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2023 Federal Budget: Stage 3 Tax Cut Calculator


It’s the dirty little secret buried in Prime Minister Anthony Albanese’s media blitz over the cost of living in the budget.

While the budget plans to dole out $14 billion in living expenses for families, the wealthy will still get many more tax cuts.

Here’s how. The centerpiece of the Albanian government’s second budget will be $14.6 billion over four years for cost-of-living relief that will ease pressure on Australians.

That includes a reduction in utility bills to $500 for retirees and low-income families and many other measures aimed at underprivileged and elderly retirees.

But how does that compare to the Phase 3 tax cuts that take effect in 2024-2025?

The Grattan report noted that the Phase 3 income tax cuts will cost the budget about $20 billion a year from mid-2024. That is every year, no more than four years.

In other words, the wealthy will secure more living expenses through tax cuts next year alone than all living expenses in this budget that rolls out over four years.

But wait, there’s more.

Those Stage 3 tax cuts are estimated to cost $31 billion by 2030. That means the wealthy will secure twice the value of the budget cost of living in one year.

RELATED: 10 million Aussies face ‘substantial’ tax increase

Asked about’s report this morning, Dr Chalmers said the vulnerable got help first.

“You talk about helping the vulnerable, your cost of living package will cost $14 billion over four years. Phase 3 tax cuts coming next year will cost more than $20 billion a year. How do you reconcile that?” he was asked.

“We will help the vulnerable this year, within this budget,” said Dr Chalmers.

“The tax cuts you pick up, they haven’t come in for over a year now. They have not been the subject of our discussions for this budget. But we can help the most vulnerable people in our community and in our country this year.”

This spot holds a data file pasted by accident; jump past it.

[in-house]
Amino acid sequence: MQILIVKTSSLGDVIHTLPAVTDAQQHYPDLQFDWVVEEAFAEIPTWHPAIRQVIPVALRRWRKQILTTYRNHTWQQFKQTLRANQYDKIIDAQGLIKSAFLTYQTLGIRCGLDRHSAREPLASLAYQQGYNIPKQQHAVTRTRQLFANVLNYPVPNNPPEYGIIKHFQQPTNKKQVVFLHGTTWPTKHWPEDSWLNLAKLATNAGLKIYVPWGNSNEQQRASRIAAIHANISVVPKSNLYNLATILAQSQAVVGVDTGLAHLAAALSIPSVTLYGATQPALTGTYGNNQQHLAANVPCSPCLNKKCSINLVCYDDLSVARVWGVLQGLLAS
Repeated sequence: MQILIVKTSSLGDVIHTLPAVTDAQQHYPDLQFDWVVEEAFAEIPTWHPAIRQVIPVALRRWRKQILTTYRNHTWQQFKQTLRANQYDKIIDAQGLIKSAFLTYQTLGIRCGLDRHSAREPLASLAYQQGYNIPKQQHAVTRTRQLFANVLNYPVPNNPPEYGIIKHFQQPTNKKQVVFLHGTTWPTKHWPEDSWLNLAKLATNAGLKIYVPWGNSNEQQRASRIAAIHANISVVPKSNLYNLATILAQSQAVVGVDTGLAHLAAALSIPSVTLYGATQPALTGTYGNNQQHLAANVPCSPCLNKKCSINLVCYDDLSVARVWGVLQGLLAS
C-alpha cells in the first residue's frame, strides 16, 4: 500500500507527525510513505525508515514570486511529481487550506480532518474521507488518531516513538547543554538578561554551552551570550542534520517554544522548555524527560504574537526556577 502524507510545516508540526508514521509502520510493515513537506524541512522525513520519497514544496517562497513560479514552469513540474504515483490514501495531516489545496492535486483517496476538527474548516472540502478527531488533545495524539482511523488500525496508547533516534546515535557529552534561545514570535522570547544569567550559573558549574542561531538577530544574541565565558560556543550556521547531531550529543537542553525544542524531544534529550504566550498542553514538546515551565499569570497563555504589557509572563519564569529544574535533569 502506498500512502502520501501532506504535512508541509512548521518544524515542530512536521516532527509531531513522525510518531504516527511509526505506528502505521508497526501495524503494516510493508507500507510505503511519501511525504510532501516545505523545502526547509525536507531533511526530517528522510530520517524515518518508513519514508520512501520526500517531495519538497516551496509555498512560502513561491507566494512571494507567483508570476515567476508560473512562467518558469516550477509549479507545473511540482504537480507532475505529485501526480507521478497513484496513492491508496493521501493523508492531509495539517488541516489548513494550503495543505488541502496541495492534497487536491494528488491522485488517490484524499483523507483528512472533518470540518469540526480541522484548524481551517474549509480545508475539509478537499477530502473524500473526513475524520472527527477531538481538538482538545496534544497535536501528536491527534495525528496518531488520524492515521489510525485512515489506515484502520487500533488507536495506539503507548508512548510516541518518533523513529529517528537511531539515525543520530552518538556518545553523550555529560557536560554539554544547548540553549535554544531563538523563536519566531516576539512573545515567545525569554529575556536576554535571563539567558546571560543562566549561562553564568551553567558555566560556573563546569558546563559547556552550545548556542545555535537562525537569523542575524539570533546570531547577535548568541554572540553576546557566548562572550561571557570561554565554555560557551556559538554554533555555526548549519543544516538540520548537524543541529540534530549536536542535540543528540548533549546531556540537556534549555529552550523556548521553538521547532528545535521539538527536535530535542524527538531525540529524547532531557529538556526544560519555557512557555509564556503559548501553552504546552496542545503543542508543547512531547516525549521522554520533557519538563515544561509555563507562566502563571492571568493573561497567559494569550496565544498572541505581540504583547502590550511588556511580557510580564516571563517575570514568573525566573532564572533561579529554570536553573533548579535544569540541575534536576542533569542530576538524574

What are the phase 3 tax cuts?

The Stage 3 tax cuts completely abolish the 37 percent marginal tax bracket and lower the marginal tax rate from 32.5 percent to 30 percent.

The changes also raise the 45% marginal tax rate threshold, meaning anyone earning between $45,000 and $200,000 will pay the same 30% marginal tax rate.

What happens if I am a single mother on social assistance benefits?

Single parents on welfare are billed as some of the biggest winners in Tuesday’s budget, one that will confirm that single parents can receive the single parent benefit until their youngest child turns 14 — from the current age of eight.

That provides a windfall of $4,576 per year for eligible families.

The decision ends one of Julia Gillard’s most controversial policies by allowing single parents to stay at home for another four years without being transferred to JobSeeker.

Eligible single parents currently working on JobSeeker as a result of the changes are also winners under the changes and will secure an increase in payments of $176.90 every two weeks.

These parents will receive a current base rate of $922.10 every two weeks (95 percent of the retirement pension), until their youngest child turns 14.

That works out to about $23,972 a year or $461 a week.

Sound like a winner? Maybe, until you meet the employee who makes $200,000.

What happens if an employee earns $200,000?

Compare the scenario of a single mother with an employee who earns $200,000 a year.

Under the Stage 3 tax cuts, they will receive a whopping $9,075 tax cut from 2024-25.

That means they will get a tax cut worth as much as $175 per week.

That is the same support that a single parent on welfare receives for two weeks if he has teenage children.

The difference is that the $200,000 worker has an income about ten times that of a single mother.

What happens if I have an income of $120,000? or $80,000?

A single taxpayer earning $120,000 pays about $24,375 per year in taxes.

Under the Stage 3 tax cuts, this employee gets a tax cut worth only $1,875.

But it could be worse. If you make $80,000 a year, your tax cut is only worth $875.

If you earn $50,000, your tax cut is only worth $125. That is for the whole year.

Treasurer sticks to phase 3

Despite widespread speculation that the Albanian government might reconsider the tax cuts, the treasurer is firm.

“Our stance on Phase 3 tax cuts has not changed and it is important to remember that they have not come in for over a year now,” the treasurer said this month.

“And so making those kinds of decisions about those Stage 3 tax cuts wouldn’t have any impact on the inflationary environment that we’re facing right now. Our focus in this budget is to weather all the pressures in our economy in a methodical and responsible manner. That means a decent cost-of-living package targeted at the most vulnerable, delivered in the most responsible way.”

Anthony Albanian

Joanna Swanson

Joanna Swanson is Europe correspondent at the Thomson Reuters Foundation based in Brussels covering politics, culture, business, climate change, society, economies and inclusive tech. With specific focus in breaking news, she has covered some of the world's most significant stories.